Does a 5150 Show Up On a Background Check?

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A 5150, also known as a 72-hour hold, is the involuntary hospitalization of someone going through a mental breakdown. The legislation on how the procedure is done will vary from state to date however the most commonly used is California’s welfare and institutions code, which is a 5150.

Whenever a person is deemed to be a risk to themselves or the public due to a mental health problem they can be held under section 5150 for 72 hours without the person’s consent. This can be a crucial action taken for the safety and the safety and well-being of someone going through an extremely difficult time – but are there long-term consequences?

If you’ve ever been held under a 5150 before then you might want to know if it shows up on a background check

After all, if a 5150 hold shows up on a background check, that could affect future job prospects, couldn’t it?

The answer to this question is a good news/bad news scenario. In many cases, a 5150 will not show up on any conventional check as it will be considered confidential, but there are some exceptions.

Does a 72-Hour Hold Go On Your Record?

When does a 72-hour involuntary hold go on your record?

  • When this is attached to a crime that was committed, mention of the hold will likely show up on background checks because normally private information is directly tied to a criminal act, which is public information
  • When a judge orders a 72-hour hold, as that will be part of public records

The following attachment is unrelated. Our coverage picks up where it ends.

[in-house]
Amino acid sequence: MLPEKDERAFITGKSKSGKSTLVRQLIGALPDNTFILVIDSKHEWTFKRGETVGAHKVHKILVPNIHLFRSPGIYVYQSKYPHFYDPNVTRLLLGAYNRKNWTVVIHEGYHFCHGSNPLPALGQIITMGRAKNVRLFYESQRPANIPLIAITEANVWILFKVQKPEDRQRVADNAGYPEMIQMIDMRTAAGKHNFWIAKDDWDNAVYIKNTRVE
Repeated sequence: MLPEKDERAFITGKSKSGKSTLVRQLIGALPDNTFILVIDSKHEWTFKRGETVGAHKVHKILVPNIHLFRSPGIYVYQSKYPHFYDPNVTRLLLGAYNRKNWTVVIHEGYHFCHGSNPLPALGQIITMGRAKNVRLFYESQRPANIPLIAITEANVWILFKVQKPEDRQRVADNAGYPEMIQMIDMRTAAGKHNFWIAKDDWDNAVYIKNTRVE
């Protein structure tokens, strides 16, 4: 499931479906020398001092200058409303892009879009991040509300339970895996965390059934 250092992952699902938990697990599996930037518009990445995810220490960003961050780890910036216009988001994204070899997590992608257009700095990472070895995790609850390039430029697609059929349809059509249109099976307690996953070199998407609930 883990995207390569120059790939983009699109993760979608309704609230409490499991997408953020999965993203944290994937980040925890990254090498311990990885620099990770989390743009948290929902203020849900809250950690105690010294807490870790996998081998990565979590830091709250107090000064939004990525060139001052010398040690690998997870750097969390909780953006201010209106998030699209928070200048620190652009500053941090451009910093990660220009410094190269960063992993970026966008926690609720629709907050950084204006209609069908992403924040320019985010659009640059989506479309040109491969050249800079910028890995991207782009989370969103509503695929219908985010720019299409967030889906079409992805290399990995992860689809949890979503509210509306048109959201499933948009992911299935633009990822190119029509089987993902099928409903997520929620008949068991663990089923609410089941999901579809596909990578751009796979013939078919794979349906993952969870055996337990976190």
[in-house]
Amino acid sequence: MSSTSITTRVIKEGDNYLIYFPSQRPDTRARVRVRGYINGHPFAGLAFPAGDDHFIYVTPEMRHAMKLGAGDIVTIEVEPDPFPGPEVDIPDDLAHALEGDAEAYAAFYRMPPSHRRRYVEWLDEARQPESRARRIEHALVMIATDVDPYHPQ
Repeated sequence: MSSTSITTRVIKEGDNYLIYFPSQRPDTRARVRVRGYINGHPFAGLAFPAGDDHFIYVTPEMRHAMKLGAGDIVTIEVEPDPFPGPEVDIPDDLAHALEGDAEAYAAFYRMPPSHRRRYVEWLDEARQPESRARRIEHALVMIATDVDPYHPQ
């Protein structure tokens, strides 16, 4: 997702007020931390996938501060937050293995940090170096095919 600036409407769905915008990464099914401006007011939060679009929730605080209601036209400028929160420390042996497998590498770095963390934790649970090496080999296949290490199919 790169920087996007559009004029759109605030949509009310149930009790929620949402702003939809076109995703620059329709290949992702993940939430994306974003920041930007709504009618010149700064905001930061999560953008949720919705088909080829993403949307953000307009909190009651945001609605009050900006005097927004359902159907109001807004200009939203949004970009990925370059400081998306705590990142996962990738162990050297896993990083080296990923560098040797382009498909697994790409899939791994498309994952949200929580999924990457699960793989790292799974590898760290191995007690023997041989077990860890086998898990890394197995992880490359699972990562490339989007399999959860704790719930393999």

If that mental health hold was due to committing a crime, then it will show up during a basic check because court records are public records. The only potential exception is in the rare case these records are sealed, which sometimes happens with juvenile court.

When does a 72-hour involuntary hold not show up on background checks?

  • Any 5150 that is not tied to a criminal record is considered a private medical record and therefore an involuntary mental health hold will not appear on any background check unless connected to a crime

As long as there was no crime committed and it was simply an episode of bad mental health then the 5150 won’t show up during a background check because mental health treatment falls under private medical records. 

As we explained above, a 5150 will only go on your record if you get a criminal record in the process of a 72-hour psych hold. A mental health hold isn’t a criminal conviction which means there will be nothing on any juvenile or crime-related record about it.

It will only show up on your medical record, which is private and any potential employers won’t have access to it when doing a background check on you. 

This is for your privacy as US law states that medical records are confidential and thus the only people who have access to them are agencies like medical staff or police on rare occasions if they have a warrant.

What Is the Difference Between 5150 and 5250?

A 5150 and 5250 both mean the same thing in that they define a time in which someone had been involuntarily placed in a hospital due to an episode of bad mental health. The only difference between the two is the amount of time.

A 5150 means you were kept for up to 72 hours, whereas a 5250 means you were kept for a period of up to 14 days. 

At the end of a 5150 the hospital staff will determine if you’re mentally able to be released or not. If you don’t fit the criteria they can decide to keep you in for longer which turns it into a 5250.

A recruiter should not find out about this either way on a conventional check as mental health issues are normally considered a private matter except in extreme situations.

Does a 5250 Hold Go on Your Record?

As a 5250 hold requires a longer stay which typically indicates a more serious problem, it still won’t go on your record as long as you didn’t receive a criminal conviction for it.